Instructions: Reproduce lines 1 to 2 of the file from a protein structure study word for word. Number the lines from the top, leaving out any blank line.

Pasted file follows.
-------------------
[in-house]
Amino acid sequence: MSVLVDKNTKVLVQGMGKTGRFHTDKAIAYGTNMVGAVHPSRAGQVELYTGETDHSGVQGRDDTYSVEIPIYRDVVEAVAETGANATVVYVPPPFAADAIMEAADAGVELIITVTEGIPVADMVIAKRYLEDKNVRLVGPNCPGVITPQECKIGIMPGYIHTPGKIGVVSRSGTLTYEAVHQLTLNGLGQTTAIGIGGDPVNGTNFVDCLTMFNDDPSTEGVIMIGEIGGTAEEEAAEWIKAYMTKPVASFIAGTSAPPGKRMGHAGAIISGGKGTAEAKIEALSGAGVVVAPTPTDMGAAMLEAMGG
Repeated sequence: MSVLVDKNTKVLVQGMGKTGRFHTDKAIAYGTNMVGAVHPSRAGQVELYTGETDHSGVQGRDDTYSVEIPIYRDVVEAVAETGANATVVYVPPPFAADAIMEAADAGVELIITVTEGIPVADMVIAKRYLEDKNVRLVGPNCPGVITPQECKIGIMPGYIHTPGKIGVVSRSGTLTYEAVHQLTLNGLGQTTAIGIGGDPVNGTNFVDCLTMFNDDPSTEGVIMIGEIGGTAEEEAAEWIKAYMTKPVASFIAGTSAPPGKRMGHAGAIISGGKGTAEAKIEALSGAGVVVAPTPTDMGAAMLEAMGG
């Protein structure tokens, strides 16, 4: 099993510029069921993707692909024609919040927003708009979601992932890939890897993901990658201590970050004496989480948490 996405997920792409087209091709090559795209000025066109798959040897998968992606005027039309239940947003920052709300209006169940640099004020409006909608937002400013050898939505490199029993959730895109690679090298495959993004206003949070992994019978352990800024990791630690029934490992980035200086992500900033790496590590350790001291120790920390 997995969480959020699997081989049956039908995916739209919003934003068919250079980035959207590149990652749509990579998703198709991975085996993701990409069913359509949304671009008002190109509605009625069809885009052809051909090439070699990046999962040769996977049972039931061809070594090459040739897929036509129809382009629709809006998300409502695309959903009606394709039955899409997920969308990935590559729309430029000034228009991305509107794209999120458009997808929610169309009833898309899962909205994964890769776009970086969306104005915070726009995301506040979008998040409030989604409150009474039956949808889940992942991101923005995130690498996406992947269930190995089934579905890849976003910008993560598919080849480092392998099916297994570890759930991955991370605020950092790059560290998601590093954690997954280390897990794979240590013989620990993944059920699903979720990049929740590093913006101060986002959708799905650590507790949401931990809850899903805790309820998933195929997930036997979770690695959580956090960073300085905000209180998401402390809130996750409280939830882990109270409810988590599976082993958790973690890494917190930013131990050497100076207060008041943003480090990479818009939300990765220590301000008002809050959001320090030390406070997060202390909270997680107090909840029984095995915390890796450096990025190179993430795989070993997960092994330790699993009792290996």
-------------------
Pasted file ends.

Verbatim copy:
[in-house]
Amino acid sequence: MSVLVDKNTKVLVQGMGKTGRFHTDKAIAYGTNMVGAVHPSRAGQVELYTGETDHSGVQGRDDTYSVEIPIYRDVVEAVAETGANATVVYVPPPFAADAIMEAADAGVELIITVTEGIPVADMVIAKRYLEDKNVRLVGPNCPGVITPQECKIGIMPGYIHTPGKIGVVSRSGTLTYEAVHQLTLNGLGQTTAIGIGGDPVNGTNFVDCLTMFNDDPSTEGVIMIGEIGGTAEEEAAEWIKAYMTKPVASFIAGTSAPPGKRMGHAGAIISGGKGTAEAKIEALSGAGVVVAPTPTDMGAAMLEAMGG